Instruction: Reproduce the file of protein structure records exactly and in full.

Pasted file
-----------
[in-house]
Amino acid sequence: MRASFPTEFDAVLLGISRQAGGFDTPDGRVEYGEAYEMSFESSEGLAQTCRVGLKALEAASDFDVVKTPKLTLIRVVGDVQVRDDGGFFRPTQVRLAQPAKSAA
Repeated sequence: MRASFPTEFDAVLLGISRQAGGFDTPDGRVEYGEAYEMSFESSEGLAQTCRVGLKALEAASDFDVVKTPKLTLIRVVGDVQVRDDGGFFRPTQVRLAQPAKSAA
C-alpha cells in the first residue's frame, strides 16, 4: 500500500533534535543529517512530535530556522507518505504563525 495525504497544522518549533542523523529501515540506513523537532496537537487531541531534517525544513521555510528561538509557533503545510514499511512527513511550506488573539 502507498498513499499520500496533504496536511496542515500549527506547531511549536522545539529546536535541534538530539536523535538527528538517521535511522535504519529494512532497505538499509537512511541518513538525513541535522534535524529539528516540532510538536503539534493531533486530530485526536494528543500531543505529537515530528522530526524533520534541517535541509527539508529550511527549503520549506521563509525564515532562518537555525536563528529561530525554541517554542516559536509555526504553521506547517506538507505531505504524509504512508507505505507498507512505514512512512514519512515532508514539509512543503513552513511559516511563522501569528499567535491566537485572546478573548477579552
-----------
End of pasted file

[in-house]
Amino acid sequence: MRASFPTEFDAVLLGISRQAGGFDTPDGRVEYGEAYEMSFESSEGLAQTCRVGLKALEAASDFDVVKTPKLTLIRVVGDVQVRDDGGFFRPTQVRLAQPAKSAA
Repeated sequence: MRASFPTEFDAVLLGISRQAGGFDTPDGRVEYGEAYEMSFESSEGLAQTCRVGLKALEAASDFDVVKTPKLTLIRVVGDVQVRDDGGFFRPTQVRLAQPAKSAA
C-alpha cells in the first residue's frame, strides 16, 4: 500500500533534535543529517512530535530556522507518505504563525 495525504497544522518549533542523523529501515540506513523537532496537537487531541531534517525544513521555510528561538509557533503545510514499511512527513511550506488573539 502507498498513499499520500496533504496536511496542515500549527506547531511549536522545539529546536535541534538530539536523535538527528538517521535511522535504519529494512532497505538499509537512511541518513538525513541535522534535524529539528516540532510538536503539534493531533486530530485526536494528543500531543505529537515530528522530526524533520534541517535541509527539508529550511527549503520549506521563509525564515532562518537555525536563528529561530525554541517554542516559536509555526504553521506547517506538507505531505504524509504512508507505505507498507512505514512512512514519512515532508514539509512543503513552513511559516511563522501569528499567535491566537485572546478573548477579552